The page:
Part of the organisation’s mission is to improve the competency and compliance of financial market participants. It’s also charged with ensuring that investors are better informed and have access to accurate information.

Financial Advisers Act 2008
This Act regulates and licenses financial advisers. All those who provide financial advice must be registered, and the Act regulates the level and type of financial advice given to ‘mum and dad’ investors and prescribes disclosure requirements.

Financial Service Providers Register
This is web based, publicly available, compulsory register for anyone providing financial service in New Zealand. The Registrar has already refused to register overseas entities where they cannot produce evidence of having actual business operations in New Zealand. Considerations include whether the organisation has physical premises in New Zealand, the suitability of their nominated directors and proof of their identity.

Anti-Money Laundering and Countering Financing of Terrorism Act 2009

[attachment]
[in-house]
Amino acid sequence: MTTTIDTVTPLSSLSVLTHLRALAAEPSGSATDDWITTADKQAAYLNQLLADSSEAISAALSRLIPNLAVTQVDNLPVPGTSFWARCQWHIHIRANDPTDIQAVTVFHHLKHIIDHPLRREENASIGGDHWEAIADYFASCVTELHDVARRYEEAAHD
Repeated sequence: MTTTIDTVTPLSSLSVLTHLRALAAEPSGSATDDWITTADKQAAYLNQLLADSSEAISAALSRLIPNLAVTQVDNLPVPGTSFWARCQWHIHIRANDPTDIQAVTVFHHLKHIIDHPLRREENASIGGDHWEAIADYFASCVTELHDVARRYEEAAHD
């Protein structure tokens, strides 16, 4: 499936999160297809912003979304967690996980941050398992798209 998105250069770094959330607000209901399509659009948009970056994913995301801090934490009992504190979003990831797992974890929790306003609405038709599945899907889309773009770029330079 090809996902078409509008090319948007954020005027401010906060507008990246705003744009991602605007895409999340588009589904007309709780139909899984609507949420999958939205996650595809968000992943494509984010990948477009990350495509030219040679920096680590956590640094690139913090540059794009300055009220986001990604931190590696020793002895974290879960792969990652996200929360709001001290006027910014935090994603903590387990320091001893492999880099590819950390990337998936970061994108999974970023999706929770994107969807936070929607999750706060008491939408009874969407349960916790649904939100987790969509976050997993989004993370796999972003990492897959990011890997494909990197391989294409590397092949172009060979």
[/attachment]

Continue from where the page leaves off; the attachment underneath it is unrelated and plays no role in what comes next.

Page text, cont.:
This legislation is designed to detect and deter money laundering and terrorism financing. It will come into force from 30 June 2013. Reporting entities must appoint compliance officer and complete compliance programmes and risk assessment. New Zealand has been slow to comply with its obligations as signatory to the international OECD Financial Action Task Force (FATF) recommendations. We have, as result, fallen behind. This legislation has jolted New Zealand into assessing these risks and businesses are now responding.

“FATCA” is an American statute designed to stop US tax evaders from hiding assets in offshore financial institutions. It impacts on all New Zealand financial institutions. The New Zealand Government has begun negotiations with the US Inland Revenue Service to enter into an inter-governmental agreement that will require all organisations to report to IRD or face 30 percent withholding tax on income and gains from US investments. The compliance burden with this legislation is large.

Trustee and Supervisor Licensing
This was fully operational from 30 September 2012, with FMA licensing 11 applicants. Under the Securities Trustees and Statutory Supervisors Act 2011, trustees and supervisors of debt securities, unit trusts, participatory securities, retirement villages and non-restricted KiwiSaver schemes must be licensed. Licensed supervisors and trustees are now regulated by FMA and required to produce regular and ad hoc reports to FMA on their performance and on the performance of the issuers they monitor and supervise.

Insurance (Prudential Supervision)
Act 2010